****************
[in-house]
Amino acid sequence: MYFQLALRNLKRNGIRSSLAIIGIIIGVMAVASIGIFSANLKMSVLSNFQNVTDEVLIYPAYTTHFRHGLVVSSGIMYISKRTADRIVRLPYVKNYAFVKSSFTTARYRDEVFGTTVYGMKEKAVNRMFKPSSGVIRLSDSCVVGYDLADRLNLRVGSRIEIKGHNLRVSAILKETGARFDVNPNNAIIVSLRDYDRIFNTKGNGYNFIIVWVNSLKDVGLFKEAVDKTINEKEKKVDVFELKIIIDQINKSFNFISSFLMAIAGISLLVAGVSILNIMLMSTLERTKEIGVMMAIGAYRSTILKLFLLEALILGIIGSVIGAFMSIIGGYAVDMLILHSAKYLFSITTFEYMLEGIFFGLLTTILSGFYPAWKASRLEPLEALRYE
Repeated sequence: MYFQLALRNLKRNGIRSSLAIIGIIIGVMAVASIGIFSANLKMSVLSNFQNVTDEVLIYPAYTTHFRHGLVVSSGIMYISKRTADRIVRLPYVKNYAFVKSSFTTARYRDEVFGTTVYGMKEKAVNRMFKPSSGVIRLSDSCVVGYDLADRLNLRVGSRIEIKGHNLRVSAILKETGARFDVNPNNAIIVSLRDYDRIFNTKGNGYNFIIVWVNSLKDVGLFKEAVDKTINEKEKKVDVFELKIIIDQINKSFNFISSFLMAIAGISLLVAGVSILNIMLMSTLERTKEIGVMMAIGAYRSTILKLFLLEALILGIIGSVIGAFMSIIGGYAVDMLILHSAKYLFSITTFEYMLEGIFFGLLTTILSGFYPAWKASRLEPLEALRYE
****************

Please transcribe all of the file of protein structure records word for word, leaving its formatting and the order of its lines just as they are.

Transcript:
[in-house]
Amino acid sequence: MYFQLALRNLKRNGIRSSLAIIGIIIGVMAVASIGIFSANLKMSVLSNFQNVTDEVLIYPAYTTHFRHGLVVSSGIMYISKRTADRIVRLPYVKNYAFVKSSFTTARYRDEVFGTTVYGMKEKAVNRMFKPSSGVIRLSDSCVVGYDLADRLNLRVGSRIEIKGHNLRVSAILKETGARFDVNPNNAIIVSLRDYDRIFNTKGNGYNFIIVWVNSLKDVGLFKEAVDKTINEKEKKVDVFELKIIIDQINKSFNFISSFLMAIAGISLLVAGVSILNIMLMSTLERTKEIGVMMAIGAYRSTILKLFLLEALILGIIGSVIGAFMSIIGGYAVDMLILHSAKYLFSITTFEYMLEGIFFGLLTTILSGFYPAWKASRLEPLEALRYE
Repeated sequence: MYFQLALRNLKRNGIRSSLAIIGIIIGVMAVASIGIFSANLKMSVLSNFQNVTDEVLIYPAYTTHFRHGLVVSSGIMYISKRTADRIVRLPYVKNYAFVKSSFTTARYRDEVFGTTVYGMKEKAVNRMFKPSSGVIRLSDSCVVGYDLADRLNLRVGSRIEIKGHNLRVSAILKETGARFDVNPNNAIIVSLRDYDRIFNTKGNGYNFIIVWVNSLKDVGLFKEAVDKTINEKEKKVDVFELKIIIDQINKSFNFISSFLMAIAGISLLVAGVSILNIMLMSTLERTKEIGVMMAIGAYRSTILKLFLLEALILGIIGSVIGAFMSIIGGYAVDMLILHSAKYLFSITTFEYMLEGIFFGLLTTILSGFYPAWKASRLEPLEALRYE